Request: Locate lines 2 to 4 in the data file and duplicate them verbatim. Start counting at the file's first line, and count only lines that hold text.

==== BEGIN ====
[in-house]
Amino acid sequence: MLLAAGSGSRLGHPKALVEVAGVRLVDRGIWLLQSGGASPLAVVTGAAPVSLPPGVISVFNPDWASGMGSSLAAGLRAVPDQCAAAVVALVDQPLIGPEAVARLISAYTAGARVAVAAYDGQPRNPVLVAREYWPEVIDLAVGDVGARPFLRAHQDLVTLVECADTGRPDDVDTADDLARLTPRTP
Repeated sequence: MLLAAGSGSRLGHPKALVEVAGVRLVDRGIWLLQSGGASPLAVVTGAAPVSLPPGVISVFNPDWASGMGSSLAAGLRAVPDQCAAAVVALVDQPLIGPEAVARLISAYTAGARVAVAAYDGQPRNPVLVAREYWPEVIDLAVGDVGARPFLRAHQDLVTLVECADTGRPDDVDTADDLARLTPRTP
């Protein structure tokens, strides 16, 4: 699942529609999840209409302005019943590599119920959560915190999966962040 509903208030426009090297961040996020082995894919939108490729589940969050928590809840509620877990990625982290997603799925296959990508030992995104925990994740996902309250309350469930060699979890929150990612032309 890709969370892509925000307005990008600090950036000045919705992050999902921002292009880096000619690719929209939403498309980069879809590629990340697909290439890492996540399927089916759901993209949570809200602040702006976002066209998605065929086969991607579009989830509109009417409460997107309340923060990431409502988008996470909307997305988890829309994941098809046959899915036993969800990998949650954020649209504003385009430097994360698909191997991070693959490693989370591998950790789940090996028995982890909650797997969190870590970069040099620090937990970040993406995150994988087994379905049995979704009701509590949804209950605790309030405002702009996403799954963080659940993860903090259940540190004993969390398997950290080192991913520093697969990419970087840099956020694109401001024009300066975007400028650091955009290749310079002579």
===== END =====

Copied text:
Amino acid sequence: MLLAAGSGSRLGHPKALVEVAGVRLVDRGIWLLQSGGASPLAVVTGAAPVSLPPGVISVFNPDWASGMGSSLAAGLRAVPDQCAAAVVALVDQPLIGPEAVARLISAYTAGARVAVAAYDGQPRNPVLVAREYWPEVIDLAVGDVGARPFLRAHQDLVTLVECADTGRPDDVDTADDLARLTPRTP
Repeated sequence: MLLAAGSGSRLGHPKALVEVAGVRLVDRGIWLLQSGGASPLAVVTGAAPVSLPPGVISVFNPDWASGMGSSLAAGLRAVPDQCAAAVVALVDQPLIGPEAVARLISAYTAGARVAVAAYDGQPRNPVLVAREYWPEVIDLAVGDVGARPFLRAHQDLVTLVECADTGRPDDVDTADDLARLTPRTP
């Protein structure tokens, strides 16, 4: 699942529609999840209409302005019943590599119920959560915190999966962040 509903208030426009090297961040996020082995894919939108490729589940969050928590809840509620877990990625982290997603799925296959990508030992995104925990994740996902309250309350469930060699979890929150990612032309 890709969370892509925000307005990008600090950036000045919705992050999902921002292009880096000619690719929209939403498309980069879809590629990340697909290439890492996540399927089916759901993209949570809200602040702006976002066209998605065929086969991607579009989830509109009417409460997107309340923060990431409502988008996470909307997305988890829309994941098809046959899915036993969800990998949650954020649209504003385009430097994360698909191997991070693959490693989370591998950790789940090996028995982890909650797997969190870590970069040099620090937990970040993406995150994988087994379905049995979704009701509590949804209950605790309030405002702009996403799954963080659940993860903090259940540190004993969390398997950290080192991913520093697969990419970087840099956020694109401001024009300066975007400028650091955009290749310079002579």